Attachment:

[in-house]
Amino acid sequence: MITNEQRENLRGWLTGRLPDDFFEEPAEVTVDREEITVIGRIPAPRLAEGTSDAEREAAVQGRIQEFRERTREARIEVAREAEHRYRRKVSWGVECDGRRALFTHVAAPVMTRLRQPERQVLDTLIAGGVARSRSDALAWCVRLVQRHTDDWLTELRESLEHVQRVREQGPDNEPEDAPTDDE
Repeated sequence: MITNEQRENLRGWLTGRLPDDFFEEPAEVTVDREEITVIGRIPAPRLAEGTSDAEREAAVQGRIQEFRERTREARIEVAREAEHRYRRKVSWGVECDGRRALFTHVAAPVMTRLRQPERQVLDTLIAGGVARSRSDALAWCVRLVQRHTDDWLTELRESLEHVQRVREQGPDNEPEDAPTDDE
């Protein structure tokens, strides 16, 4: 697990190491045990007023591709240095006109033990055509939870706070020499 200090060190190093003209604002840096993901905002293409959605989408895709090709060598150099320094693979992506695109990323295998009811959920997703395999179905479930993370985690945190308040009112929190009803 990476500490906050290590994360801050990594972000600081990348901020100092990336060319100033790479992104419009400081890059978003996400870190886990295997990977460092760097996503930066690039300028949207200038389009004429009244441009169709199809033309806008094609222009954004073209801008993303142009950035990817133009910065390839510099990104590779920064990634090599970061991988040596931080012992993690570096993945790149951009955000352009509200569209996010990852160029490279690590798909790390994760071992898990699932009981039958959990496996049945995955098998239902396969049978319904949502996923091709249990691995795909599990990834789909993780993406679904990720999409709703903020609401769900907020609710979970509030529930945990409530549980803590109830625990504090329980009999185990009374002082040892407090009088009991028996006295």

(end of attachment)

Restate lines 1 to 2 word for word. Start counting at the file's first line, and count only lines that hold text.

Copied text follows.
[in-house]
Amino acid sequence: MITNEQRENLRGWLTGRLPDDFFEEPAEVTVDREEITVIGRIPAPRLAEGTSDAEREAAVQGRIQEFRERTREARIEVAREAEHRYRRKVSWGVECDGRRALFTHVAAPVMTRLRQPERQVLDTLIAGGVARSRSDALAWCVRLVQRHTDDWLTELRESLEHVQRVREQGPDNEPEDAPTDDE